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May 2017 Field ​Study
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Megan Reed


Megan Reed

Aggie Law Class of 2018

Land Use Conflicts and Access to Justice

Akosombo, Volta River, and courts in Accra
by Megan Reed


Megan Reed with kids and snapchatBlogger 3L Megan Reed and children in the town of Akosombo having fun with Snapchat filters

During our last few days in Ghana, we traveled to Akosombo for a one night trip. We met with a Ghanaian chief on our first day there.

While we were in the village later that day, we had the opportunity to hang out with some of the children. At first, some of the children were scared of me because they have never seen someone with blue eyes, blonde hair, and white skin. Luckily, I was able to win them over when we started playing with different filters on Snapchat.

That night, we stayed at a hotel on the Volta River that had such a beautiful view.

Ghana view of Volta Dam from hotelView of the Akosombo Dam and Lake Volta, the largest man-made lake in the world by surface area, from the Volta Hotel

The next day, we went to tour the hydro plant on the Volta River. The Henry J. Kaiser Company, an American firm of consulting engineers, developed the engineering plans for the power station. We weren’t allowed to take pictures inside, but they allowed us to tour the control room, where they had about four or five men working. We were also able to go down below the hydro plant and see all the equipment.

Once we went back outside, we ventured around the back of the dam. The water level was so low, even though it was supposed to be the rainy season. Some think this is due to global warming.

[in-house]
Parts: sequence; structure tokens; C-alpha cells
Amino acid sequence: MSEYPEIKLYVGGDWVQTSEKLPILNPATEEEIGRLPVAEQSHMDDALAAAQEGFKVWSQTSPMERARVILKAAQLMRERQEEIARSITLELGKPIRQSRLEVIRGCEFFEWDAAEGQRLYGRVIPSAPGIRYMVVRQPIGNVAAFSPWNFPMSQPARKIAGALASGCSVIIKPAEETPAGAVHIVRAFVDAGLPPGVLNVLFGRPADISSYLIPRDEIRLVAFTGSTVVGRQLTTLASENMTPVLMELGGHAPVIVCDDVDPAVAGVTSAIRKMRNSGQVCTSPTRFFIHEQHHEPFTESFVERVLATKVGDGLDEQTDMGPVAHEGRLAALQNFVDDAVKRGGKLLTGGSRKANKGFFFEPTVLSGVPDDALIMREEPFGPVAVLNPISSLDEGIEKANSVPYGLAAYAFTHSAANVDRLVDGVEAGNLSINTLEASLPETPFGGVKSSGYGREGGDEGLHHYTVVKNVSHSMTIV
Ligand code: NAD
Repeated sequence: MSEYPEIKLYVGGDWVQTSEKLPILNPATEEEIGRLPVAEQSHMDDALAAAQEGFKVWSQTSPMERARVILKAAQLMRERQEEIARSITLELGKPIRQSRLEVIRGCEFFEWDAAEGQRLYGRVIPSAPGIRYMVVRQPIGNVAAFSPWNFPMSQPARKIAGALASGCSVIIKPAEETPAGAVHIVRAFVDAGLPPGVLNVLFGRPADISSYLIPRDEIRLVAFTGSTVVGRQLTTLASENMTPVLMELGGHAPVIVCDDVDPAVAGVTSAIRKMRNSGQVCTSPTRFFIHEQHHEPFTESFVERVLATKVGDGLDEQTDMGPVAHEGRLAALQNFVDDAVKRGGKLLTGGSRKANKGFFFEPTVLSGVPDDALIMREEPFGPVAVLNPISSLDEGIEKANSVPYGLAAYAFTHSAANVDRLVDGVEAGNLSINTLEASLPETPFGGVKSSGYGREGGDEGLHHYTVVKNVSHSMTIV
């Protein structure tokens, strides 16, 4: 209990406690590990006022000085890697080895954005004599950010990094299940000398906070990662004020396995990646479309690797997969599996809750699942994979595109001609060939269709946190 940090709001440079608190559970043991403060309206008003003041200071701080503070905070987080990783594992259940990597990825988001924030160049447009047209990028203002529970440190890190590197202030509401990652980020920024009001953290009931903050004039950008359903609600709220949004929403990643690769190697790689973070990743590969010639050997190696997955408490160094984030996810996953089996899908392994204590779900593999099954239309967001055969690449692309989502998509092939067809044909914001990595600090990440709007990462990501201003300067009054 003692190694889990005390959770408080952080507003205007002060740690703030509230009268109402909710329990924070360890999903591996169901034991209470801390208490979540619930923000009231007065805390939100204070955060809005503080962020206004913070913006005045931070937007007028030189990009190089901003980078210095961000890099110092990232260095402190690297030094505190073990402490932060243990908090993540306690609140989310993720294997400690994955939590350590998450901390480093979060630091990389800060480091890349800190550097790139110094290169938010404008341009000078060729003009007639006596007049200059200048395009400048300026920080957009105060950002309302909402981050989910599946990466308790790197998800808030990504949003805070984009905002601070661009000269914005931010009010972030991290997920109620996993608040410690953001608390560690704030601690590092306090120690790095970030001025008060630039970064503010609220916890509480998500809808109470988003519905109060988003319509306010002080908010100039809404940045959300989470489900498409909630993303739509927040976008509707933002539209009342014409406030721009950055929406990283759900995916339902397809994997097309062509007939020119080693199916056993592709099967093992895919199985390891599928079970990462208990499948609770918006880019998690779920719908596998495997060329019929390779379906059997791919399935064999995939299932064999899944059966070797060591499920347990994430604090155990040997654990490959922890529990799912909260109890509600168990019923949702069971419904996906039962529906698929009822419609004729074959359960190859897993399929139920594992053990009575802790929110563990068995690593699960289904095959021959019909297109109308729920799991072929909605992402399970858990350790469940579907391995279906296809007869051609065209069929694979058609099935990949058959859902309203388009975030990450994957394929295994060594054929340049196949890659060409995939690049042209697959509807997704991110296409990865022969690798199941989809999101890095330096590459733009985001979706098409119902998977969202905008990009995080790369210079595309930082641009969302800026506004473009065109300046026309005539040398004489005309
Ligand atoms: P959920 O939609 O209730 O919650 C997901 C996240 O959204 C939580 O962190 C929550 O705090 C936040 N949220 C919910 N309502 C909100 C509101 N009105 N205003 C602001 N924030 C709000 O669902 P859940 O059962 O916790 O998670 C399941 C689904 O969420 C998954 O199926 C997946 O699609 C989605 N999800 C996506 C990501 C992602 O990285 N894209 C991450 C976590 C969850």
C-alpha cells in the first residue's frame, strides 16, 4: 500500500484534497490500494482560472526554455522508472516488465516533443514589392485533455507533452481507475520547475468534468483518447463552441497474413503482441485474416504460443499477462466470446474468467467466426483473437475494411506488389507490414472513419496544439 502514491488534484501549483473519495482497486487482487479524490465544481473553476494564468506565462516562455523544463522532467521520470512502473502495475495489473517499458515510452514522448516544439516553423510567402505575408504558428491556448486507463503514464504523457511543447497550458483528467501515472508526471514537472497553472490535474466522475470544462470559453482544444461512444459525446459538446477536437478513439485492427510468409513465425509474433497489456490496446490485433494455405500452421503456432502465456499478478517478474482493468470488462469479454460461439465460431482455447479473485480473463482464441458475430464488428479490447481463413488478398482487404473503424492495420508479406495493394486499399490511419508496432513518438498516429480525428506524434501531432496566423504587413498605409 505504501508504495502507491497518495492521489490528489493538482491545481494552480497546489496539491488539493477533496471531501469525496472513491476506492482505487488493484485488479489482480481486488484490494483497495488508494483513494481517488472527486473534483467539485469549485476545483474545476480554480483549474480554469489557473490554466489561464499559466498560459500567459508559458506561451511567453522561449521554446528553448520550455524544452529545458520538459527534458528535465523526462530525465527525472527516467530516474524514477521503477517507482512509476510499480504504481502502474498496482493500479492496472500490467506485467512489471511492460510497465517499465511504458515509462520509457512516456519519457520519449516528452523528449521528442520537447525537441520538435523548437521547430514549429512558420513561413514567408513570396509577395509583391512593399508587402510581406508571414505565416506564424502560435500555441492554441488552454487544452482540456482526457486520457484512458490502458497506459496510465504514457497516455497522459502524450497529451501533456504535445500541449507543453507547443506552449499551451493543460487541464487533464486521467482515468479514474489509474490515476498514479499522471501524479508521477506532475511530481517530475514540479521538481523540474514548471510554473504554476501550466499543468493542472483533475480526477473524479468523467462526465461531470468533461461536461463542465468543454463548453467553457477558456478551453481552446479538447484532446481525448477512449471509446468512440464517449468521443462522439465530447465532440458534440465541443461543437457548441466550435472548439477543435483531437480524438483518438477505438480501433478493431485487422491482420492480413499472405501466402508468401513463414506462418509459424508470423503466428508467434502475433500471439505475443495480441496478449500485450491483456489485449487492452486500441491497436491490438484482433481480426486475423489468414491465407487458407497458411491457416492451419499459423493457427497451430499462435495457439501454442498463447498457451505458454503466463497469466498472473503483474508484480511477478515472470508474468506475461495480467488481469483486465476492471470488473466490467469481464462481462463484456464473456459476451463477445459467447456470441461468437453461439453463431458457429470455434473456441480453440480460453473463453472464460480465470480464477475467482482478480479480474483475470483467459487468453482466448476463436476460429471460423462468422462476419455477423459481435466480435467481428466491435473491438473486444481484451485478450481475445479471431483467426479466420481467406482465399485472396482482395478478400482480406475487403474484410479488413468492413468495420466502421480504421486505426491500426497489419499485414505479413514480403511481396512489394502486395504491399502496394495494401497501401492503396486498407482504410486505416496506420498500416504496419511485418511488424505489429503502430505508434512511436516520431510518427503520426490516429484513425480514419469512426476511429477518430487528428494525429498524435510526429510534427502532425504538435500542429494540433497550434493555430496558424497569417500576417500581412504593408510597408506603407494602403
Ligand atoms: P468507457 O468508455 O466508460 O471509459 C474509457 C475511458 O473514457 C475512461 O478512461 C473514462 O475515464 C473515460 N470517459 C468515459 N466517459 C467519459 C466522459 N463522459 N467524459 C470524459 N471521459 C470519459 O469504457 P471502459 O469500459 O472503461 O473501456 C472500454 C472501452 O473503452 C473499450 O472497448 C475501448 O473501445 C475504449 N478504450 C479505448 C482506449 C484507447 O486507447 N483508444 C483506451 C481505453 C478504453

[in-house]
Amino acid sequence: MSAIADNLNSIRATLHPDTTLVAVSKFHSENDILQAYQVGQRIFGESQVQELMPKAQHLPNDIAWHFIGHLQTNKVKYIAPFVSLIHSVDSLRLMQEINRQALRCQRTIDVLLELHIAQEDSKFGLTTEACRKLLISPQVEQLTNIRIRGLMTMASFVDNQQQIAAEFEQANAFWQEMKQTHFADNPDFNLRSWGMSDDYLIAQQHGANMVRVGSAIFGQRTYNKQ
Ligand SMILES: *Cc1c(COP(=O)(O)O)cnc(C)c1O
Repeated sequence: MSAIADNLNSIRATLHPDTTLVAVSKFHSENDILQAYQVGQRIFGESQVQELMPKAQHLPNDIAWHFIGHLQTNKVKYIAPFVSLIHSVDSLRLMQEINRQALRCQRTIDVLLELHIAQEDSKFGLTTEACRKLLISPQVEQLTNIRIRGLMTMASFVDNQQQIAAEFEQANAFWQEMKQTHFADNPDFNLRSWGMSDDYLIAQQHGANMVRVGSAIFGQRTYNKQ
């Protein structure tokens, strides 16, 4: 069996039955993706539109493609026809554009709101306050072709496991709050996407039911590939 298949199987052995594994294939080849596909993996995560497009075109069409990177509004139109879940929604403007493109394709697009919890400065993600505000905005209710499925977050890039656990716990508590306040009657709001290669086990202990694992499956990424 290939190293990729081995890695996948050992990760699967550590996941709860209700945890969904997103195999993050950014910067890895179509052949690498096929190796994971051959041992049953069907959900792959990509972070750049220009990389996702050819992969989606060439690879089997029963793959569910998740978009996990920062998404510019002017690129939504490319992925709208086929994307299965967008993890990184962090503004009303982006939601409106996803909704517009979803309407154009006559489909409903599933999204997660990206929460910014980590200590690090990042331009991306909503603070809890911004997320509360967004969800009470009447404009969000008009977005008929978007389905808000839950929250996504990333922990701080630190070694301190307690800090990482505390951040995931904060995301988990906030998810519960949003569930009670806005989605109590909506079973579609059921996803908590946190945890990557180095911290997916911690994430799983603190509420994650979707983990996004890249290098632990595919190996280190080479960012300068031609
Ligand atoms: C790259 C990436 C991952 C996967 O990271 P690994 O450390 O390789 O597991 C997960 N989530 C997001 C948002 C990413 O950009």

We also happened to run into some Texas A&M students from the undergrad campus that were also touring the plant!

After that, we headed back to Accra, the capital of Ghana.

The next day, we woke up bright and early to meet up with an attorney from legal aid. We had the opportunity to sit in on criminal court, which was an awesome experience.

There were quite a few differences from American courts that I noticed:

  • The defendants did not wear handcuffs.
  • Most of the defendants were not represented by attorneys.
  • The judge sentenced some of the defendants to “manual labor.” In fact, prisoners were outside the courthouse cutting the grass with machetes.
  • The judge spoke directly to a defendant’s wife that was in the courtroom without her being sworn in as a witness.
  • The attorneys and the judges wear wigs.

There were also some similarities I noticed:

  • The judges write lengthy opinions, stating the law and detailing the rationale for the judgment.
  • The appellate court had a specific standard of review.
  • The laws were separated into elements.
  • The defendants were present when their case was being handled.
  • There were uniformed guards in the courtroom.
Unfortunately, because we couldn’t have our phones in court, there are not many pictures from this day.

The prison was right across from the criminal court, but sadly, we did not have the opportunity to go in to the prison for bureaucratic reasons.

The legal aid attorney was gracious enough to come on our bus and talk with us for about thirty minutes. He is the only legal aid attorney in Accra that does criminal law, so I can’t even imagine the endless hours that he works. I was truly inspired by this attorney, and I wish we would have had the opportunity to spend more time with him.

Overall, this was an amazing couple of days in Ghana. We experienced so many new cultural aspects while also learning about the law.
Megan Reed with Senchi Chief3L Megan Reed and her classmates met with the Senchi chief
Aggie Law group at Volta DamTexas A&M Law Global Field Trip group at the Volta River hydro plant
low water at Volta Dam in GhanaLow water level at the Akosombo Dam in southeastern Ghana
Nsawam Prison in Accra GhanaNsawam Prison in Accra
Ghana Winn with children2L Taylor Winn sharing fruit with children in the village
TAMU Law & TAMU undergrads in Ghana Global Aggie Network: The group from Texas A&M School of Law ​ran into a group of Texas A&M University undergrads while touring the ​Akosombo Dam in Ghana's Eastern region.